Judge to ponder ‘what is a woman’ case as hearings wrap

Duncan Murray |

Sall Grover is being sued by a transgender woman who was blocked from her app Giggle for Girls.
Sall Grover is being sued by a transgender woman who was blocked from her app Giggle for Girls.

Arguments in a landmark trans-rights lawsuit have returned to questions of biological sex and gender identity, as three days of hearings concluded.

Roxanne Tickle is suing the Giggle for Girls app and its founder, Sall Grover, for $100,000 over alleged discrimination based on her gender identity, a Federal Court hearing was told on Thursday.

Ms Tickle is seeking an additional $100,000 for aggravated damages, based on an online campaign allegedly waged against her by Ms Grover largely on the social media platform X, formerly known as Twitter.

The court heard Ms Grover has persistently misgendered Ms Tickle in media interviews and across hundreds of posts about the case made to her roughly 93,000 online followers.

In her closing submission, Giggle’s barrister Bridie Nolan labelled the figure being sought as grossly excessive, and said Ms Grover should be free to engage in political speech that may offend others.

“This case is the ‘what is a woman case’,” Ms Nolan told the court.

“One must be able to speak about it fearlessly and frankly.”

Ms Tickle’s lawyer Georgina Costello told the court her client had received an “enormous” amount of online hate as a result of Ms Grover’s actions.

“The continued, deliberate misgendering of her cannot detract from the fact that she is a woman,” Ms Costello argued.

Several supporters of Ms Grover travelled from interstate for the hearings, holding signs outside the courtroom stating the definition of woman to be “adult human female”.

A crowdfunding campaign established to help fund Ms Grover’s defence raised close to half a million dollars, the court heard.

Roxanne Tickle arrives at court in Sydney
Roxanne Tickle is seeking $200k for discrimination and damages in her case against Giggle for Girls. (Bianca De Marchi/AAP PHOTOS)

The Giggle app was created by Ms Grover as “safe space” for women to interact with each other, free from male patterns of online violence, the court heard previously.

Ms Grover blocked Ms Tickle and refused to reinstate her based on a selfie uploaded by her to the app, which she perceived to be of a man, the court was told.

Ms Costello argued the picture was of a person presenting herself as a woman, who has undergone gender-affirming surgery and hormone treatments, told family, friends and her workplace of the decision, uses women’s change rooms and shops in women’s clothing departments.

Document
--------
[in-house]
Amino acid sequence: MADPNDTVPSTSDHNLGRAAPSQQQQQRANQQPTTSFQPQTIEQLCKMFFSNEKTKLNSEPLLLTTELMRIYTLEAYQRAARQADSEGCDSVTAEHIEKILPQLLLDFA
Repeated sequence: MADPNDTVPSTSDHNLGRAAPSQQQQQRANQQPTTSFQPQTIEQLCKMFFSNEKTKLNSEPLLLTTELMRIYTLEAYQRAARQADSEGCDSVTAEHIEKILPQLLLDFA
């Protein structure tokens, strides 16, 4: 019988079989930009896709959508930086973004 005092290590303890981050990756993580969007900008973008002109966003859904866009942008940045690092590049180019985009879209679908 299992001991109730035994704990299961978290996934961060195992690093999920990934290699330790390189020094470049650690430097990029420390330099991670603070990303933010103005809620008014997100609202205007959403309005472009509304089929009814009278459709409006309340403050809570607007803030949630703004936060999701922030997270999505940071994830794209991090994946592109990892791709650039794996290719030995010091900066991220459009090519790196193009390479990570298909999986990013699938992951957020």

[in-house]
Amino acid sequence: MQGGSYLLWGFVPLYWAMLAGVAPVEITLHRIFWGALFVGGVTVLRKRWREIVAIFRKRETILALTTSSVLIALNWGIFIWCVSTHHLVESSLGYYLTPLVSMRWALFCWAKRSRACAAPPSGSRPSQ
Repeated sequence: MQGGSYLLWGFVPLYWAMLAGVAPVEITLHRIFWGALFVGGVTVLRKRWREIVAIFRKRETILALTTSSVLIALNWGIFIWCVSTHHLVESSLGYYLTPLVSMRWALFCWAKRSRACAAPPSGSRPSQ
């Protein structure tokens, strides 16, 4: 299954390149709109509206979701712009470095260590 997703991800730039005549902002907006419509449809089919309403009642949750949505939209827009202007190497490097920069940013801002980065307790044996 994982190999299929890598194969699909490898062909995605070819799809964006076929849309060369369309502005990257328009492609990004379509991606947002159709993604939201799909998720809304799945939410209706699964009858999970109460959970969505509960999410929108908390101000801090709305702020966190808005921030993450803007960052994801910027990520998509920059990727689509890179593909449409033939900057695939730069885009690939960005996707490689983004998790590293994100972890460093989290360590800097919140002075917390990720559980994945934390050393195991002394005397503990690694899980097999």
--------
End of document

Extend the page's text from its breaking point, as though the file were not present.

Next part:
Even when Ms Grover was made aware that Ms Tickle identifies as a woman and holds a female birth certificate, she refused to accept her as such, Ms Costello said during her closing submission.

She argued Ms Grover has a “modus operandi of treating transgender women as men”.

“We say because of the way Ms Grover views transgender women, she was unable to see that a transgender woman is a woman,” Ms Costello said.

Giggle for Girls app
The blocking of a transgender woman from female-only app Giggle for Girls is being tested in court. (Paul Braven/AAP PHOTOS)

Ms Nolan argued Ms Tickle is a man, and it was therefore lawful to exclude her from the app due to provisions in the Sex Discrimination Act.

She told Justice Robert Bromwich the court was faced with the impossible task of determining whether a person is a woman based on their “psychological state” and having undergone surgery to remove their reproductive organs.

“When a person thinks they are the woman, what are they thinking?” Ms Nolan asked.

“You cannot reduce a category in discrimination legislation to a thought.”

Single-sex spaces such as women’s change rooms and toilets partly exist for the purpose of women defending themselves against male violence, Ms Nolan submitted.

When a woman walks through a dark park at night and hears male footsteps behind her, “she does not stop to think, I wonder which side of Kmart this person shops on”, the lawyer added.

“She laces the fingers around her keys … she speeds up,” Ms Nolan said. 

If a man were to have the psychology of a woman, “they would know that, and they would not enter those spaces,” she said.

Justice Bromwich will deliver judgment at a later date.

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